Working with a small team, he explored a decidedly non-traditional approach to animation, and had the chance to work on a music video for Beck, as well as segments for Garth Jennings's The Hitchhiker's Guide to the Galaxy. He also became known to a wide audience for his work on Spike Jonze's film Her, for which he created the animated sequences with the air-headed and sweary character in the video game played by Theodore.
O'Reilly's own film, The External World, received its world premiere at the Venice Film Festival and screened at Sundance, as well as dozens of other international festivals.
Over the last five years O'Reilly has released two video games, Mountain (featuring questions "more psychologically invasive than anything Facebook wants to know about you") and Everything, a simulation game in which the player can be anything from bacteria to a galaxy.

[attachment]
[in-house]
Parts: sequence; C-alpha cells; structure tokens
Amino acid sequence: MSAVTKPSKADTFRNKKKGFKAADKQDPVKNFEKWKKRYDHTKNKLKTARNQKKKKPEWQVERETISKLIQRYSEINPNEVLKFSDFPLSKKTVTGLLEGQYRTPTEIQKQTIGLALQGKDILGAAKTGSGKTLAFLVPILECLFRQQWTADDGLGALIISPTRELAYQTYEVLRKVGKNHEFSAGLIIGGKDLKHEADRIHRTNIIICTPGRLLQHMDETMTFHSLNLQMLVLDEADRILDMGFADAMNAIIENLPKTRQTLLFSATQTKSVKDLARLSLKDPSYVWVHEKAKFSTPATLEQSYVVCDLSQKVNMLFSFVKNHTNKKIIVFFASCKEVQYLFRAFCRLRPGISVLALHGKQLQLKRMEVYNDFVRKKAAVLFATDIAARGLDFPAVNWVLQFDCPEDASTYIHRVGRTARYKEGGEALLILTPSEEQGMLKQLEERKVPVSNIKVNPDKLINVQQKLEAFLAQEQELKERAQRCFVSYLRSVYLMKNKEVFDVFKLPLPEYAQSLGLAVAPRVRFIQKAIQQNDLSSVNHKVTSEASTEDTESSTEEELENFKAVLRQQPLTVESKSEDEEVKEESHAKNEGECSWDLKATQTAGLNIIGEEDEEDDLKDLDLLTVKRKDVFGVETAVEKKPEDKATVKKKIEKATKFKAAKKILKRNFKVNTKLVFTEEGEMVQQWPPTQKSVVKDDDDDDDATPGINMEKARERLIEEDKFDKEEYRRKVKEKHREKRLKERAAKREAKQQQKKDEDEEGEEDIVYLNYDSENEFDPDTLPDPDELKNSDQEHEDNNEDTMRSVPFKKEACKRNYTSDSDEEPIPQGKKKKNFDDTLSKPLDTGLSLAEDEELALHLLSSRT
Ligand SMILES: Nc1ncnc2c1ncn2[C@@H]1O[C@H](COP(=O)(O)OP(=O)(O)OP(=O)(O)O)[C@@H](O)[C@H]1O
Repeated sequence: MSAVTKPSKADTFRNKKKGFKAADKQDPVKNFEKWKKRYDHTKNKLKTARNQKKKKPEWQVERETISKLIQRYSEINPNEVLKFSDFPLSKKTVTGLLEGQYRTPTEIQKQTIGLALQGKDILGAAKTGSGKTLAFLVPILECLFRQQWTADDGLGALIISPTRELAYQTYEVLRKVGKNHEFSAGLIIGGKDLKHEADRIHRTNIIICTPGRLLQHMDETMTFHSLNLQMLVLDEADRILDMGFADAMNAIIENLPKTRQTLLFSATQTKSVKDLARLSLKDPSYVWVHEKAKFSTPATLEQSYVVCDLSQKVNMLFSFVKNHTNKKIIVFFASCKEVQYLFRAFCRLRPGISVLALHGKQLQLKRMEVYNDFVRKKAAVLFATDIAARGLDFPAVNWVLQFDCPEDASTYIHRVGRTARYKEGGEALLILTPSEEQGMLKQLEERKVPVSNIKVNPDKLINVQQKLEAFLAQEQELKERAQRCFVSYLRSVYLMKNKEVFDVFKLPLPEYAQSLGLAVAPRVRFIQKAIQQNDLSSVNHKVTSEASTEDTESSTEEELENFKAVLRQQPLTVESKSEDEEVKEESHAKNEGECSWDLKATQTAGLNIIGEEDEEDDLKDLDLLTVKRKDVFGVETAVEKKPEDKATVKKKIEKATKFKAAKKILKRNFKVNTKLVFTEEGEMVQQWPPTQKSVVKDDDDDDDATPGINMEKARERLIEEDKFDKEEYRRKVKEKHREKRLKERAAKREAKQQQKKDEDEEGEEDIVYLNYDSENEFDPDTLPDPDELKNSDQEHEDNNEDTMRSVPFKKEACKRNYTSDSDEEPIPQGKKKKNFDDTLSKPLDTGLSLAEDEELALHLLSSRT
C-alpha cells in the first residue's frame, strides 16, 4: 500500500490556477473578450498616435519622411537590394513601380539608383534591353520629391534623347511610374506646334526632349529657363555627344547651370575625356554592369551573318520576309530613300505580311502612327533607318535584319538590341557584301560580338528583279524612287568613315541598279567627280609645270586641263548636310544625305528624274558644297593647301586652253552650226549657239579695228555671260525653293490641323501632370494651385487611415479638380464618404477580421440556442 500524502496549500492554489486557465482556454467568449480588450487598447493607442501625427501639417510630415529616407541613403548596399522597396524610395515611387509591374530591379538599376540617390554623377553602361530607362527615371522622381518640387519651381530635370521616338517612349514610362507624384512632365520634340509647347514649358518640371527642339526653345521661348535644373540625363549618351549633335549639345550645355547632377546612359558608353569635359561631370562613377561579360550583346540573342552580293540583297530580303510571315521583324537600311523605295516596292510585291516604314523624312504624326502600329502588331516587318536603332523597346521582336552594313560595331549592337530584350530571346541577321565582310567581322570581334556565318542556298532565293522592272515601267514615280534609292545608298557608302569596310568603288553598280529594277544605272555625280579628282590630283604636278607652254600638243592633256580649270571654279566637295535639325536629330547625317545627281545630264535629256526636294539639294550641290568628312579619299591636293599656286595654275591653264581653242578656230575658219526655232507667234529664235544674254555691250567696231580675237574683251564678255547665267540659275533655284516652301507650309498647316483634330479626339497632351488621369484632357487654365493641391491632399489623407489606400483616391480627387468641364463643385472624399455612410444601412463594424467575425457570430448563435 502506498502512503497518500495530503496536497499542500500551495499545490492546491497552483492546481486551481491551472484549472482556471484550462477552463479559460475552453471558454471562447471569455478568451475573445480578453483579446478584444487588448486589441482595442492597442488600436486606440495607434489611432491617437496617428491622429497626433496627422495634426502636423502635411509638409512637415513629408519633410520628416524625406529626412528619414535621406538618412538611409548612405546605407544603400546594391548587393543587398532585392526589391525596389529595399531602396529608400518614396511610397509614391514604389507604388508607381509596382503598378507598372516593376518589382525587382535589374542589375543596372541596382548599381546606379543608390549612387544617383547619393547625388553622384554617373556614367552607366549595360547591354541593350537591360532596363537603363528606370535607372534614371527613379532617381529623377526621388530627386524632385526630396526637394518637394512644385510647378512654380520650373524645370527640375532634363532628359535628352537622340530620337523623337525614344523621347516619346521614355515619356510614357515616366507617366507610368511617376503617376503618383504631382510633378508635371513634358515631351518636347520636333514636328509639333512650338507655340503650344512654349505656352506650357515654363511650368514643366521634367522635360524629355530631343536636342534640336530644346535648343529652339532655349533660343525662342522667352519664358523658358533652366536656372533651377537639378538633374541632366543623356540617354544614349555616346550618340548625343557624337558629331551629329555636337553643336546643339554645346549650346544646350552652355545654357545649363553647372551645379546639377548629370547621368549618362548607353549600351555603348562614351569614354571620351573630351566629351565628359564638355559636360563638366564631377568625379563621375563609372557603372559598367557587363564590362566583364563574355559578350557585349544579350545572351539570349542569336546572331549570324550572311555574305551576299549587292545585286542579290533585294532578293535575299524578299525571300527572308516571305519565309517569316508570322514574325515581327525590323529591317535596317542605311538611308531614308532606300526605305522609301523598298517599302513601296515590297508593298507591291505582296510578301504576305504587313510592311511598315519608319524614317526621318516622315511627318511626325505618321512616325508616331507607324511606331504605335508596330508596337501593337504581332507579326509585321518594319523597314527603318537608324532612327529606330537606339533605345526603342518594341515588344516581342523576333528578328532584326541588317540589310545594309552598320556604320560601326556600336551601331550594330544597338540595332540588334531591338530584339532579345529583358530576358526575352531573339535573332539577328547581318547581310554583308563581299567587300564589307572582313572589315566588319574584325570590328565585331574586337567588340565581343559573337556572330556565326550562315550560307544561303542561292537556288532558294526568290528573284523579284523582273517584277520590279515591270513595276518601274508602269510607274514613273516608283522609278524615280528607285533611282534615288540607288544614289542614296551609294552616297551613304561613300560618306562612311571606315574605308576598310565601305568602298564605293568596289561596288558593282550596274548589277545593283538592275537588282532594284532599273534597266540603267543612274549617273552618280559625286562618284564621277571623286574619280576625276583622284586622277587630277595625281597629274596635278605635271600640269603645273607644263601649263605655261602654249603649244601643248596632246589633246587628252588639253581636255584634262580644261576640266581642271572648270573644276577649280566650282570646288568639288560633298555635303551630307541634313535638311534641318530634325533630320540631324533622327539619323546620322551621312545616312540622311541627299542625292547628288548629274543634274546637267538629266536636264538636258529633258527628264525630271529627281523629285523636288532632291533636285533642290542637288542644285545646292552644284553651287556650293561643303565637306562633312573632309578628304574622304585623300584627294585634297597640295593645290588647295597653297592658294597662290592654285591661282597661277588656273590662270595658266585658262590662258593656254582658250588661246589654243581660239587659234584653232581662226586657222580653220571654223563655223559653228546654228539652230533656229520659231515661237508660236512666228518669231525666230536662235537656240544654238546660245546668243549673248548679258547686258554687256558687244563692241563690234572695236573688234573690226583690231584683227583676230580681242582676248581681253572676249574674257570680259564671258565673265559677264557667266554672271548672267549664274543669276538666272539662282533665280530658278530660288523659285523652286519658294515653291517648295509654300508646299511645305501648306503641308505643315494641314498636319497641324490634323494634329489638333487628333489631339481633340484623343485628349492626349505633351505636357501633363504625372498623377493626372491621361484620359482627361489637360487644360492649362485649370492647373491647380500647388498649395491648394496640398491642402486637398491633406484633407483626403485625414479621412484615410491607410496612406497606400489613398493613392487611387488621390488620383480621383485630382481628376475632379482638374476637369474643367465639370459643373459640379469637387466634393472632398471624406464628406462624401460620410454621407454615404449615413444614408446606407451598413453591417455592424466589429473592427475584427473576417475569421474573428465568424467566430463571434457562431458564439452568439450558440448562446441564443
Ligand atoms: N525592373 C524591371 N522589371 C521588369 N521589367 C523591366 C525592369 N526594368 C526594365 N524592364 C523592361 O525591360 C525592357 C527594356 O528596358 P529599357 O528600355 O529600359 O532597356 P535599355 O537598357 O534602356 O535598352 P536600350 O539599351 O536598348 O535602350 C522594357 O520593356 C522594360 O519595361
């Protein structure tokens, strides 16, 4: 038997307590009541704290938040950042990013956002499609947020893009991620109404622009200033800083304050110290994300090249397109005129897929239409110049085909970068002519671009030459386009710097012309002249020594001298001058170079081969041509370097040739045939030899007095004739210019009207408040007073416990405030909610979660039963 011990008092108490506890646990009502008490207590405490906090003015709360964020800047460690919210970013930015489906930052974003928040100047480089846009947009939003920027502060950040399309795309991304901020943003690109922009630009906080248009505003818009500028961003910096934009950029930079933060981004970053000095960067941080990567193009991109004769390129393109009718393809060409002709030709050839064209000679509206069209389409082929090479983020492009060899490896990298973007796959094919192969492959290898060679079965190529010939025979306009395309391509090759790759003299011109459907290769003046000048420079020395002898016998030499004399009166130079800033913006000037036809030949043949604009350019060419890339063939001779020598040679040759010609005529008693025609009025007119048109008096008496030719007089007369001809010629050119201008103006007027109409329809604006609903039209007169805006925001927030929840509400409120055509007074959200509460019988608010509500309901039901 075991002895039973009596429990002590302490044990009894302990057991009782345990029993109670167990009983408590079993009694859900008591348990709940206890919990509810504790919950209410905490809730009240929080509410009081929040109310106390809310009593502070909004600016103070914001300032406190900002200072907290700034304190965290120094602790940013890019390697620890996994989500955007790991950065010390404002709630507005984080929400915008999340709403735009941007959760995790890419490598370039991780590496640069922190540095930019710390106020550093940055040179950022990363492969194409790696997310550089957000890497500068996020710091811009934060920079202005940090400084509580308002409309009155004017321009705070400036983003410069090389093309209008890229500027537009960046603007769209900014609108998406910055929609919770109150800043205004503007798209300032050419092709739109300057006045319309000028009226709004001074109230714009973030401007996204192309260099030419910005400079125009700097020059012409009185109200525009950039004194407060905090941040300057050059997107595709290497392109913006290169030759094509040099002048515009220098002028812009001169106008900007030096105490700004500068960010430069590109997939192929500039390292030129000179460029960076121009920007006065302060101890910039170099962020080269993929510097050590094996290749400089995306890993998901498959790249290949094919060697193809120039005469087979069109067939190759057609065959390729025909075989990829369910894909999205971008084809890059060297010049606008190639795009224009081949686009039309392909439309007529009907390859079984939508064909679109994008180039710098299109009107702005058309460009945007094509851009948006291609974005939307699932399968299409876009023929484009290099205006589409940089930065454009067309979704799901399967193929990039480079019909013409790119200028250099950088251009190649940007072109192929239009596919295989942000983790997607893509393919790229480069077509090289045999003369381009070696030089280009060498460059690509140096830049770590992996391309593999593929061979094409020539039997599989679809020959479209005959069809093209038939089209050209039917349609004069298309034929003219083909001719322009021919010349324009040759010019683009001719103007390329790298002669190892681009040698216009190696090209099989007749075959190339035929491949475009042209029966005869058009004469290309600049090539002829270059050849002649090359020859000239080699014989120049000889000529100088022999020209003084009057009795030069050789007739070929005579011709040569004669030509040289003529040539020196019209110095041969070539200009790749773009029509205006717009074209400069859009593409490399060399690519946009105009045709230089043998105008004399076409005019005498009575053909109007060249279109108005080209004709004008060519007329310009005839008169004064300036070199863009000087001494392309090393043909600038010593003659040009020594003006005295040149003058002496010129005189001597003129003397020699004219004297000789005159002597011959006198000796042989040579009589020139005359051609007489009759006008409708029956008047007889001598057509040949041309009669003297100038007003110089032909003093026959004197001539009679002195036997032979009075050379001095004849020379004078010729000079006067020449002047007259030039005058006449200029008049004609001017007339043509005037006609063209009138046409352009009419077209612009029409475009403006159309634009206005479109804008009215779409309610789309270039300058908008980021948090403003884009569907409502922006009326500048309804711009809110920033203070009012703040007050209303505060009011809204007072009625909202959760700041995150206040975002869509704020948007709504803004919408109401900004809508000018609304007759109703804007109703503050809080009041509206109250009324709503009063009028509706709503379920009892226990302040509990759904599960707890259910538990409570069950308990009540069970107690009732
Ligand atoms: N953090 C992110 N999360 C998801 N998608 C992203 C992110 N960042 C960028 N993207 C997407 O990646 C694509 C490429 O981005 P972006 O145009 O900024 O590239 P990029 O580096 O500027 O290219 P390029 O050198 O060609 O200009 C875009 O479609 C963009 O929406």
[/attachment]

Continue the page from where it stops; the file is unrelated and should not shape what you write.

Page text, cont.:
Mariechen Danz: Visual art
Mariechen Danz, an Irish-born artist, has made her home in Berlin, where her amalgamation of live performance, sketches, videos and sculptural installations have made her one of the brightest stars on the city's arts scene.
Four years ago Monopol, the city's art bible, named her one of the most promising new talents; two years later she was featured at the Venice Biennale, where her installation was named one of The New York Times's Top Ten Best Things at the event.